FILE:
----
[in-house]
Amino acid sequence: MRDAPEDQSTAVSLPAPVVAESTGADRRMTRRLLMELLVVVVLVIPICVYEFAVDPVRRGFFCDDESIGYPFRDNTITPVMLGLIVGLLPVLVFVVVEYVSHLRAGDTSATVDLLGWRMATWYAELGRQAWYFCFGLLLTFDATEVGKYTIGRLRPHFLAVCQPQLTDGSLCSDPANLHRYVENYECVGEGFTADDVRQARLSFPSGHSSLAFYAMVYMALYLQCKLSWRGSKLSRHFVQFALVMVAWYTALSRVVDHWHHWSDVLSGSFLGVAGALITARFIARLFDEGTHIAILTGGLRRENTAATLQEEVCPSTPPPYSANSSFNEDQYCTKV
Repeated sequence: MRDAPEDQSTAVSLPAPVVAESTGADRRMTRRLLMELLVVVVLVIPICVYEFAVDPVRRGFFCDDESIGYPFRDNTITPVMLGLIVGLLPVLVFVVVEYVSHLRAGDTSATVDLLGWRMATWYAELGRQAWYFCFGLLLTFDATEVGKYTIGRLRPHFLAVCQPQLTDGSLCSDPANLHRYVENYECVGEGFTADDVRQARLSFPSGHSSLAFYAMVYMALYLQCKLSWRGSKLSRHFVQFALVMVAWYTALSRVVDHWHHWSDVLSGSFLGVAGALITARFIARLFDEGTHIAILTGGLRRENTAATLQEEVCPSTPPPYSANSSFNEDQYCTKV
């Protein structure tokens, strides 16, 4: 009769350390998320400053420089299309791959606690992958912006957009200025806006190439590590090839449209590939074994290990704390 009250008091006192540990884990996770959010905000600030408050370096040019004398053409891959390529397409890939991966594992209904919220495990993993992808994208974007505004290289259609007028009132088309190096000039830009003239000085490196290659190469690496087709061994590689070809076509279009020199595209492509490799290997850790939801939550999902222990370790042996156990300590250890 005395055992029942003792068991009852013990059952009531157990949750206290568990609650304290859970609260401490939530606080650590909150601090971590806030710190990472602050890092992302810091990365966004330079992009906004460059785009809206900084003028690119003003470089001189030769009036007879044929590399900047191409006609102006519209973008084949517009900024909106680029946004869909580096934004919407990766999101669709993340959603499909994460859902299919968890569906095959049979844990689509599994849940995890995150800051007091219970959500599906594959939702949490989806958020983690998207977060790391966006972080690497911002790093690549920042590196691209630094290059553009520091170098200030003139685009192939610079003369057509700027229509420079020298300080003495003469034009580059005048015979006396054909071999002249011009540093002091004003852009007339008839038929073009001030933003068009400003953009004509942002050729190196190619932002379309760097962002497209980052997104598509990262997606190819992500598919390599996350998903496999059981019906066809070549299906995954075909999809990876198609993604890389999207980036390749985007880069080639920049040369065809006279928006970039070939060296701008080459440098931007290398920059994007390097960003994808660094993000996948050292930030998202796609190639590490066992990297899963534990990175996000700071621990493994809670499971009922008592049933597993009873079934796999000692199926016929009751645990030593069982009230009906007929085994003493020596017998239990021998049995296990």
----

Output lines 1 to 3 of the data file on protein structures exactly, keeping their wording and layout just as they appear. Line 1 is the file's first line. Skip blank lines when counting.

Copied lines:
[in-house]
Amino acid sequence: MRDAPEDQSTAVSLPAPVVAESTGADRRMTRRLLMELLVVVVLVIPICVYEFAVDPVRRGFFCDDESIGYPFRDNTITPVMLGLIVGLLPVLVFVVVEYVSHLRAGDTSATVDLLGWRMATWYAELGRQAWYFCFGLLLTFDATEVGKYTIGRLRPHFLAVCQPQLTDGSLCSDPANLHRYVENYECVGEGFTADDVRQARLSFPSGHSSLAFYAMVYMALYLQCKLSWRGSKLSRHFVQFALVMVAWYTALSRVVDHWHHWSDVLSGSFLGVAGALITARFIARLFDEGTHIAILTGGLRRENTAATLQEEVCPSTPPPYSANSSFNEDQYCTKV
Repeated sequence: MRDAPEDQSTAVSLPAPVVAESTGADRRMTRRLLMELLVVVVLVIPICVYEFAVDPVRRGFFCDDESIGYPFRDNTITPVMLGLIVGLLPVLVFVVVEYVSHLRAGDTSATVDLLGWRMATWYAELGRQAWYFCFGLLLTFDATEVGKYTIGRLRPHFLAVCQPQLTDGSLCSDPANLHRYVENYECVGEGFTADDVRQARLSFPSGHSSLAFYAMVYMALYLQCKLSWRGSKLSRHFVQFALVMVAWYTALSRVVDHWHHWSDVLSGSFLGVAGALITARFIARLFDEGTHIAILTGGLRRENTAATLQEEVCPSTPPPYSANSSFNEDQYCTKV